This current study titled the Preconception Reproductive Knowledge Promotion (PREKNOP) addresses two key areas of interest in the U.S. National Institute of Nursing Research’s strategic plan: 1) Promoting Health and Preventing Disease: Design intervention studies using community-based approaches and 2) Eliminating Health Disparities: Identify strategies that will reduce the long-term adverse consequences of poor maternal and reproductive health in minorities and undeserved populations.

  • Dates: Spring 2010
  • Department: Nursing
  • Funding: Robert Woods Johnson Foundation; Calvin College Science Division, Calvin College Alumni Association

Nearly half of all pregnancies in the United States are unplanned,1,2 a higher rate than that of other developed countries.2 Unplanned pregnancy in the U.S. was highest among poor and low-income women and minorities regardless of income.3 Unplanned pregnancy regardless of income has been associated with negative maternal behaviors and birth outcomes including poor preconception care, smoking and drinking during pregnancy, delayed initiation of prenatal care, preterm births and low birth weight.2,4 Even starker outcomes are reported among low income women and minority groups,5,6 who do not adequately receive routine and specialized prenatal care services,7 including preconception services.8 This research is to promote women’s reproductive health and positive pregnancy outcomes by reducing the risk of unplanned pregnancy and delayed pregnancy recognition.

This study proposes that women with knowledge of reproductive changes and high self-efficacy about their pregnancy planning will most likely follow through with actual planning. Albert Bandura’s social cognitive theory on self-efficacy9,10and Nola Pender’s health promotion model11 guide this assumption. Several studies have identified knowledge and self-efficacy as important determinants of many health behaviors.11–14 For example, Weisman, et al15 concluded that women who perceive they can control future birth outcomes are more likely to use preconception interventions. This study will be one of the very few studies which will focus on reducing the risk of unplanned pregnancy and promoting early recognition of pregnancy by actively involving low-income women in their reproductive care, through monitoring of menstrual cycle & ovulation time, with the use of ovulation test kits during the preconception period.

This study is a community-driven health promotion effort that builds on previously conducted Calvin College Department of Nursing (CCDON) community needs assessments in three partnering low-income neighborhoods in Grand Rapids. In community surveys and focus group discussions, women identified unplanned pregnancies as a top health concern. Our prior work has shown that women often are not fully informed about their reproductive health. In our analysis of the Pregnancy Assessment Monitoring Survey (PRAMS) on reasons for unplanned pregnancy, 33% of the women felt they could not get pregnant at the time of conception.16 In fact, our focus group discussions in 2008 in the nursing program partnering neighborhoods showed that women want to “know their bodies” before they are pregnant.17 A pilot study was conducted during the spring semester in 2010 to address the issues identified by the women in the focus group discussions in the CCDON partnering neighborhoods. This pilot study titled “Knowing your body” was to establish the feasibility of conducting a study on increasing women’s knowledge of the reproductive changes occurring in their bodies as an important means to reduce the risk of unplanned pregnancy and to promote early pregnancy recognition.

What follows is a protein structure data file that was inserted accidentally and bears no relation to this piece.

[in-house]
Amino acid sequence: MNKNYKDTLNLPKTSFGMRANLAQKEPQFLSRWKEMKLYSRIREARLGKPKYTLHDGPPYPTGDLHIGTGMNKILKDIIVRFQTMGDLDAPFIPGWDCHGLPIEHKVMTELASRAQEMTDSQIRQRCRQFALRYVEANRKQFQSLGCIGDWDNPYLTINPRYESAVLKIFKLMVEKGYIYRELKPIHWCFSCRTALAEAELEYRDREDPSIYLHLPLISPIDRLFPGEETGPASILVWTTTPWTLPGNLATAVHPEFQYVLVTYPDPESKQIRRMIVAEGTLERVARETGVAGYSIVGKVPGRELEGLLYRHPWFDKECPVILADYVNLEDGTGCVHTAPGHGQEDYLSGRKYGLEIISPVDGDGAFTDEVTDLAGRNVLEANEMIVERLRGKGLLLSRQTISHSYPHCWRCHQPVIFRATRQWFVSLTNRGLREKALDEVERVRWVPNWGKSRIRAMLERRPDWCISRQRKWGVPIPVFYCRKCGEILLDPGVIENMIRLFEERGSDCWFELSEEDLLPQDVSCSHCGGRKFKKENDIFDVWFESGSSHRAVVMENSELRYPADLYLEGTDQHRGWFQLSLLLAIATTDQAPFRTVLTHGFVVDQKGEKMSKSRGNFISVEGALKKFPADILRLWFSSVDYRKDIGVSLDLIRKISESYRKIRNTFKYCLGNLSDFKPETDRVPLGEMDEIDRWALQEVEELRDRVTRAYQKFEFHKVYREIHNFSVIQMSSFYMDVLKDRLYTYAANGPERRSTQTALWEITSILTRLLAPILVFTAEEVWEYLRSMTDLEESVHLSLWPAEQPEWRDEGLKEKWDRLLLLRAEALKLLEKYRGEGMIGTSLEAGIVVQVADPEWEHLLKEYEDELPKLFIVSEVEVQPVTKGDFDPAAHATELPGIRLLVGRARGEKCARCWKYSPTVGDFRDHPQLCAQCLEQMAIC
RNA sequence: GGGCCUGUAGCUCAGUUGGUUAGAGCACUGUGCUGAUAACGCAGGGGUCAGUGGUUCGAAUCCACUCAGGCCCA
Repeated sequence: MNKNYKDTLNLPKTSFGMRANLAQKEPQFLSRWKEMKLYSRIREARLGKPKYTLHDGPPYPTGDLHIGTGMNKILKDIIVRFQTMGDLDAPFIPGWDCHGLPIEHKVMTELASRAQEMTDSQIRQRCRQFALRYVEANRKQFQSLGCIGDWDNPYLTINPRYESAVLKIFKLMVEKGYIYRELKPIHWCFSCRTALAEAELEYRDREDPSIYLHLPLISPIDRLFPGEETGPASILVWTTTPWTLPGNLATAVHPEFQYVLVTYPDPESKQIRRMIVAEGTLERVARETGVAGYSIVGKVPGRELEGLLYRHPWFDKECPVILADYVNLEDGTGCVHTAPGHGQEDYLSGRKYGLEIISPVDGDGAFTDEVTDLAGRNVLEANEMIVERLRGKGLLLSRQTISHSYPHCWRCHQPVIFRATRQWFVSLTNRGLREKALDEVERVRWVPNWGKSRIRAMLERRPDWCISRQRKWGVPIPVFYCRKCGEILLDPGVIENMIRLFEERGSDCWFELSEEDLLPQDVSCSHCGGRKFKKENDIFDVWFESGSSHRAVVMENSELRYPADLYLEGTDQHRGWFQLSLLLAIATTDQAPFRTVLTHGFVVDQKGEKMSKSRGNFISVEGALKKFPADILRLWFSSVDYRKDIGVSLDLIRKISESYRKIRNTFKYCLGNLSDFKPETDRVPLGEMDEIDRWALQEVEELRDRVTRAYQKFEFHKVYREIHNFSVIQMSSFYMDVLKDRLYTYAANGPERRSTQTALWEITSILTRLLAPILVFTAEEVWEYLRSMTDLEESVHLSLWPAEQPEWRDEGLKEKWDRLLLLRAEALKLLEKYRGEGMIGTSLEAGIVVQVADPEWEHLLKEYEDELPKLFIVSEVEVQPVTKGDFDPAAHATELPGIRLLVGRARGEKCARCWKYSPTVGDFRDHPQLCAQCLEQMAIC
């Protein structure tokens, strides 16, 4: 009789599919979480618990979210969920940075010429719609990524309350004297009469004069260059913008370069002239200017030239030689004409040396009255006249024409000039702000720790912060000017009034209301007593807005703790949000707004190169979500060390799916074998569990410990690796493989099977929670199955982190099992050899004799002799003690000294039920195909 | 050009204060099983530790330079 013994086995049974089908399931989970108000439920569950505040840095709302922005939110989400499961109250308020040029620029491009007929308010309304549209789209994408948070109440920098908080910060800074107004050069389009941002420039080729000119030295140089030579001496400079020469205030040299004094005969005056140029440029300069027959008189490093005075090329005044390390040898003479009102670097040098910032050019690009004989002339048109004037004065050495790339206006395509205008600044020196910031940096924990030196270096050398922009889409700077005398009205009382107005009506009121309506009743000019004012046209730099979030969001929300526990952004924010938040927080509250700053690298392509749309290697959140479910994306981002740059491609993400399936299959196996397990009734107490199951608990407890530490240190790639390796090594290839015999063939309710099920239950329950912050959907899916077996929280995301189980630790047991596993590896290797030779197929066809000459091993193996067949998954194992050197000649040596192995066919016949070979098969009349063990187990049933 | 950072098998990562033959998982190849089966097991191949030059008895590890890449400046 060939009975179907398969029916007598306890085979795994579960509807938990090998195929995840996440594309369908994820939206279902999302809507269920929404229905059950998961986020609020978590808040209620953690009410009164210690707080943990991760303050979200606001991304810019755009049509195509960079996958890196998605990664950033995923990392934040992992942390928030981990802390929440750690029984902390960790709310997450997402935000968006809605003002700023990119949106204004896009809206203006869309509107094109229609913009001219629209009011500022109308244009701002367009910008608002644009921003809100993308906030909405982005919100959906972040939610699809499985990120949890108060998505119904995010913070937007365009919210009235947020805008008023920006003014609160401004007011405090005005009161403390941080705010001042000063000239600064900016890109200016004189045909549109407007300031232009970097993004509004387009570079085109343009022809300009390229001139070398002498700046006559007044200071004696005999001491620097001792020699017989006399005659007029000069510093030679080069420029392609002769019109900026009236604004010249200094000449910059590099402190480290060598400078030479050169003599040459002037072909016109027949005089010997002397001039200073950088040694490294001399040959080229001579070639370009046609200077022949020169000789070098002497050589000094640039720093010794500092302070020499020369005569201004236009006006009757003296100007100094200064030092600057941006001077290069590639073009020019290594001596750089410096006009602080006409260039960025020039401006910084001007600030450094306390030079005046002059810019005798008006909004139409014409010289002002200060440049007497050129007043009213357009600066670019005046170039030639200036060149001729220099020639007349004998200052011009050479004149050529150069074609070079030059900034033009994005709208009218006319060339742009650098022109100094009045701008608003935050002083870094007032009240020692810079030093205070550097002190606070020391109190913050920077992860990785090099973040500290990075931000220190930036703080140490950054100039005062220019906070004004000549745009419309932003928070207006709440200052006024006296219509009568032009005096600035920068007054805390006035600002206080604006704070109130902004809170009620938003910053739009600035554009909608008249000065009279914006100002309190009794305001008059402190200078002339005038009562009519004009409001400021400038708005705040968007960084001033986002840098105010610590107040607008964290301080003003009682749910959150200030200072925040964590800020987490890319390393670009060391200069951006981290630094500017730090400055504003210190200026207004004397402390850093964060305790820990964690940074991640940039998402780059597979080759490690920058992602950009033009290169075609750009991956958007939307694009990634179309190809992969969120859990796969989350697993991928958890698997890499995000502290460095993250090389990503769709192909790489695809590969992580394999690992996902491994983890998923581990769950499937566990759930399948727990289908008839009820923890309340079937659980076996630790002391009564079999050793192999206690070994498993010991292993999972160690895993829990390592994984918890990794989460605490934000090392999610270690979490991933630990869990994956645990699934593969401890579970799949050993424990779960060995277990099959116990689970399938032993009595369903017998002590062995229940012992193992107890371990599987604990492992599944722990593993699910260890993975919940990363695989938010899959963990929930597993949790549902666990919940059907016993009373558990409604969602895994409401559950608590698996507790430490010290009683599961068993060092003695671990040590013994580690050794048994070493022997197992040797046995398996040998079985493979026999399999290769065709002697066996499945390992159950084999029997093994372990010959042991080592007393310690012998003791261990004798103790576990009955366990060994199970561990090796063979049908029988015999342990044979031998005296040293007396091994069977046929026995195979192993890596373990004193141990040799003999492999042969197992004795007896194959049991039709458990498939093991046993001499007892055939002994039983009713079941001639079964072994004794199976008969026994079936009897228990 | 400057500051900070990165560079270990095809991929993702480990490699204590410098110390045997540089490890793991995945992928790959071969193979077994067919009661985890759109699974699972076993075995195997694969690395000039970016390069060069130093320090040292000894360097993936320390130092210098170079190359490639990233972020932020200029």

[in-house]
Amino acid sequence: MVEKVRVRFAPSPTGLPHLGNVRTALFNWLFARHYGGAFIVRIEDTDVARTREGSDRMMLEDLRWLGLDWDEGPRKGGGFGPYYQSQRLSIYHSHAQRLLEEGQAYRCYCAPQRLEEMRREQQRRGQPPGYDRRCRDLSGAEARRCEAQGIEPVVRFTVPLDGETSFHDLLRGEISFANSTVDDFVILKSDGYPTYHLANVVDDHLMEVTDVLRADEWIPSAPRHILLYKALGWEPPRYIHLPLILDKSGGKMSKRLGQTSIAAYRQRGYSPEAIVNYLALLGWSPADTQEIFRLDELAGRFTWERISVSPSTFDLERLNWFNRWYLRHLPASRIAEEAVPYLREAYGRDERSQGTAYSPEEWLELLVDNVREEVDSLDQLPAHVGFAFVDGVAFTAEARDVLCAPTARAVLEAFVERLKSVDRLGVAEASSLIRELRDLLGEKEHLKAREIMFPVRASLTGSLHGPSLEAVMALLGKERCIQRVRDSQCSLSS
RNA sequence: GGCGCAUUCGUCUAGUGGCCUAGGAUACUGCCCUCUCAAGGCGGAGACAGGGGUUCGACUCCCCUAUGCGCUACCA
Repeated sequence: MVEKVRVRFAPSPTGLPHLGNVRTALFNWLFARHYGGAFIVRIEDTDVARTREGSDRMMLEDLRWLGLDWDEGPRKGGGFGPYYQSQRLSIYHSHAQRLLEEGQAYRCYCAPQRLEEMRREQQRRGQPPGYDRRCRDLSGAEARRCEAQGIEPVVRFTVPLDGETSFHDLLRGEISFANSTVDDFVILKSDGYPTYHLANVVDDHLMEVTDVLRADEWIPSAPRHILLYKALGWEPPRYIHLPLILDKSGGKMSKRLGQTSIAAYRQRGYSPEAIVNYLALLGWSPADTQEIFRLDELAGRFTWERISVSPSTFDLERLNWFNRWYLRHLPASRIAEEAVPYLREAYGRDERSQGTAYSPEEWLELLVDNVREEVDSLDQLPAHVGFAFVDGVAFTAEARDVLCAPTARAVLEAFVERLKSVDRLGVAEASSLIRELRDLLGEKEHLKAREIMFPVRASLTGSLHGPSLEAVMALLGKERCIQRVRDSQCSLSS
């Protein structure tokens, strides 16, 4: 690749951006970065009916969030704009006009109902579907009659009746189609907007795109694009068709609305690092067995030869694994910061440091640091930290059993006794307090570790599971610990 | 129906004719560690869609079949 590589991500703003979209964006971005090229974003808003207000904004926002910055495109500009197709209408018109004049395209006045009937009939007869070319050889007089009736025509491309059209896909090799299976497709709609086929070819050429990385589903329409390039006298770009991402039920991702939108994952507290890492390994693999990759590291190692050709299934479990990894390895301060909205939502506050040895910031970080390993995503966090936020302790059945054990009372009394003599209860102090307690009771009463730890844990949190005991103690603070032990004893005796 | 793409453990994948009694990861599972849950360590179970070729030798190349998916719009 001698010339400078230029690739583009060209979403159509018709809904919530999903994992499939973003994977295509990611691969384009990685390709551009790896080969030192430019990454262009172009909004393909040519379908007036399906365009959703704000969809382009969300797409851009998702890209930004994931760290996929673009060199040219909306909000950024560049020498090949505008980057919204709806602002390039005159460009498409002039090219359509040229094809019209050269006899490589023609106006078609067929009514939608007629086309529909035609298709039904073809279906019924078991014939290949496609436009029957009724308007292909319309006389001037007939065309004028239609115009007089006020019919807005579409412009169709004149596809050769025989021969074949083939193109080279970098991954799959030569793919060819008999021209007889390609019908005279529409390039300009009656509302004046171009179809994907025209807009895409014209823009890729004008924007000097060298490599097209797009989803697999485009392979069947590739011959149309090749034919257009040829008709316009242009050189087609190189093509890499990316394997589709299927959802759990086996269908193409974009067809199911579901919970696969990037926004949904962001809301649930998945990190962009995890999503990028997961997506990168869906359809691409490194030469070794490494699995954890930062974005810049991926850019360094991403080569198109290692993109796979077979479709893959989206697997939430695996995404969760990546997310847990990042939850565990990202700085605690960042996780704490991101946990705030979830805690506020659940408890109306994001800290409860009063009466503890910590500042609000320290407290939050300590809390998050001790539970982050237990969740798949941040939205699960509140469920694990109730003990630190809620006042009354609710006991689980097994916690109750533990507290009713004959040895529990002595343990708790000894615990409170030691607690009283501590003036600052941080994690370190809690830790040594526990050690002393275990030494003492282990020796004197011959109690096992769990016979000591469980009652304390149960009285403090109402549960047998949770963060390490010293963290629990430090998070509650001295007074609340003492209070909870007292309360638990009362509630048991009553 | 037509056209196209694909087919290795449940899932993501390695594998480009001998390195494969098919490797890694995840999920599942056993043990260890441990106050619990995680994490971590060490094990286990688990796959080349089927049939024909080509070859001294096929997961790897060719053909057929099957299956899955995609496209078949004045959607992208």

This current study titled the Preconception Reproductive Knowledge Promotion (PREKNOP) addresses two key areas of interest in the U.S. National Institute of Nursing Research’s strategic plan: 1) Promoting Health and Preventing Disease: Design intervention studies using community-based approaches and 2) Eliminating Health Disparities: Identify strategies that will reduce the long-term adverse consequences of poor maternal and reproductive health in minorities and undeserved populations. Women of childbearing age, especially minorities and the low-income, need continuous monitoring and on-going educational approach to reduce disparity in health and improve pregnancy outcomes. This study is foundational for designing interventions among low-income women for whom regular monitoring of menstrual changes is incorporated as part of healthy lifestyle practice.

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Joke Ayoola

Assistant Professor of Nursing
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Principle Investigator: Jesse Moes, Assistant Professor of Nursing

Research Team: Elizabeth Byma, Assistant Professor of Nursing; Suzan Couzens, Community Health Nurse and Adjunct Nursing Faculty; Renae Boss Potts, Assistant Professor of Nursing; Mike Pryor, Student Research Assistant.

Funding Sources: Calvin College Alumni Association; Marian Peterson Nursing Research Endowment Fund; Sigma Theta Tau International, Kappa-Epsilon Chapter at Large.

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